Summary of response to consultation on School Admissions Code
2 October 2008
Ending selection on ability and aptitude
The Government’s aim for a ‘system where all parents feel they have the same opportunities to apply to schools they want for their children’ cannot be achieved while selection at 11 remains. Many children are taking entry test for secondary education and yet the Government does not have data on how many children this affects. So the new yearly local authority reports to the adjudicator must include the numbers of children taking entry tests on ability or aptitude for each school, the acceptance rate and the numbers of tests taken by children in the area.
We support the role of the admission forum in considering the fairness of the arrangements including the effect on children and social segregation. It is important that local stakeholders have a means of considering local admission arrangements and that this consideration involves more than local councillors and officers. There should be proportionate membership which must include parents. No group should have the majority. Parent Governor Representatives which were introduced by the SSFA have been part of the membership and can act as a democratic voice for parents. It is essential that local schools, governors and parents are made aware of how to put items on the agenda and that their meetings are open and parents etc know where and when they are to take place.
Government should produce guidance for admission forums on their role which is distinct from that of the duty of local authority to report. We do not support forums being voluntary. It will not improve the effectiveness of admission forums if they are not required across the country. Parents should have the same entitlement regardless of where they live.
Role of local authority
We wish to see the role of the local authority in admissions strengthened
All decisions on order of priority ie which applicant meets the criteria should be determined by the local authority for all local publicly funded schools ie including all schools which are their own admission authorities. This is allowed by regulations and is done in some areas. It would reduce the burden on schools which are their own admission authorities. It would introduce more transparency to the procedure. It would be consistent with the coordinating and reporting role which is the responsibility of the democratically elected local authority.
As proposed parents should make applications to all schools, both in and out of their local authority, to their local authority and as proposed local authorities must be required to continue co-ordination after the offers have been made. Local authorities should co-ordinate consultation in their areas on proposed school admission criteria.
Publicly funded schools, maintained schools and academies
Throughout the document there are references to ‘maintained schools’ or ‘schools’. This is an illustration of the complications created by setting up academies as a separate legally independent system of schools. It should be clear for any reference to ‘schools’ that if that is the case that academies are excluded, if not it should be clear that they are included.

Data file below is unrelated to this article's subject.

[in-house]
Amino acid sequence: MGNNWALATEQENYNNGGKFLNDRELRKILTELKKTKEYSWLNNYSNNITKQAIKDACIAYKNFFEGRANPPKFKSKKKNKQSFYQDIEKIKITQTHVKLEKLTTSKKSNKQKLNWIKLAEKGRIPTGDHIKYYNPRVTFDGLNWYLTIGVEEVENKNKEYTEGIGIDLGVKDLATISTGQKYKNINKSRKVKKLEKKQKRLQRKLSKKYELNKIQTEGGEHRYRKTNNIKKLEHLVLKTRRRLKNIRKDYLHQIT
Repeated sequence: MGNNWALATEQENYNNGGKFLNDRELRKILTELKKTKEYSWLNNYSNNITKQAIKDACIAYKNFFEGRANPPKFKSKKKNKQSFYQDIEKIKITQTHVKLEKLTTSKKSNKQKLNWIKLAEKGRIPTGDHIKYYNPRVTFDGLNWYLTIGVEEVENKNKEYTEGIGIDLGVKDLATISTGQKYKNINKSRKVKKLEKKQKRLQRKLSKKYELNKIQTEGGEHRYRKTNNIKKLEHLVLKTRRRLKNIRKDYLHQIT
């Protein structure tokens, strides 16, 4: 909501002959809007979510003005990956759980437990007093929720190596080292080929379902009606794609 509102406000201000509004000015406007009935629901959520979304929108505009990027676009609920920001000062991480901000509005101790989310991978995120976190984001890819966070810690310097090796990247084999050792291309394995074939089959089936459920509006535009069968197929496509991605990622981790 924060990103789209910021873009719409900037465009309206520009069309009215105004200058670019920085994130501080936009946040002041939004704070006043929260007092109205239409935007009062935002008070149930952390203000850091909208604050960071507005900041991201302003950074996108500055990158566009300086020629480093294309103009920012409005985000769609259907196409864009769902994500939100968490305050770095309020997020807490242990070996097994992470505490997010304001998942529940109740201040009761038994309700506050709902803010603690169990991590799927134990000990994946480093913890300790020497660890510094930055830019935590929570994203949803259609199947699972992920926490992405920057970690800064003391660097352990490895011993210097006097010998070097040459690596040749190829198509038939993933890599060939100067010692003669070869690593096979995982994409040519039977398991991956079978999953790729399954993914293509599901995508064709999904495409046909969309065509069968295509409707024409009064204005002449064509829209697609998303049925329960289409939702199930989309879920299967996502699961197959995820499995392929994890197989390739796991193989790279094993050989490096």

It is complicated for parents that there is a different complaint system for academies. Academies and CTCs should be included within the remit of the adjudicator. Parents must have the right to object about the admissions to academies to the adjudicator. Local authority reports to the adjudicator must clearly include all publicly funded schools including academies and CTCs.
Supporting the ethos of the school
We strongly disagree with this proposal. It will undermine the good work which has been done to make the admission system fairer. We fail to see the need for this change to previously published Codes, there has been no case made for its inclusion which seems completely at odds with the purpose of the Code and the aim of clear, fair, objective criteria.
Similar criteria to this have been in the past used for schools to covertly select pupils. This should not be reintroduced. It is a retrograde step. It is asking parents to make a decision which they cannot in fairness do until their child is at the school and after some time may be in a position to judge what the’ ethos’ of the school is.
In any case it is inconsistent with P 18 para 1.58 which rightly expressly forbids schools asking parents to sign a home school agreement before being offered a place.
Current plans allow for banding across those in a position to apply ie able to bring their children to the school for a test. Parents should not have to take their children to individual schools for banding tests, in the same way as requiring parents to collect supplementary forms is discriminatory and is expressly forbidden by the Code.
Instead of three reference groups ie those applying to one or two schools, local authority or national there should be only one reference group. Banding should only be across the local authority area and should not be used unless all schools participate using the same system based on tests taken by all children at primary school. It should not be up to the admission authority to decide which tests to use. There should be no more than three bands.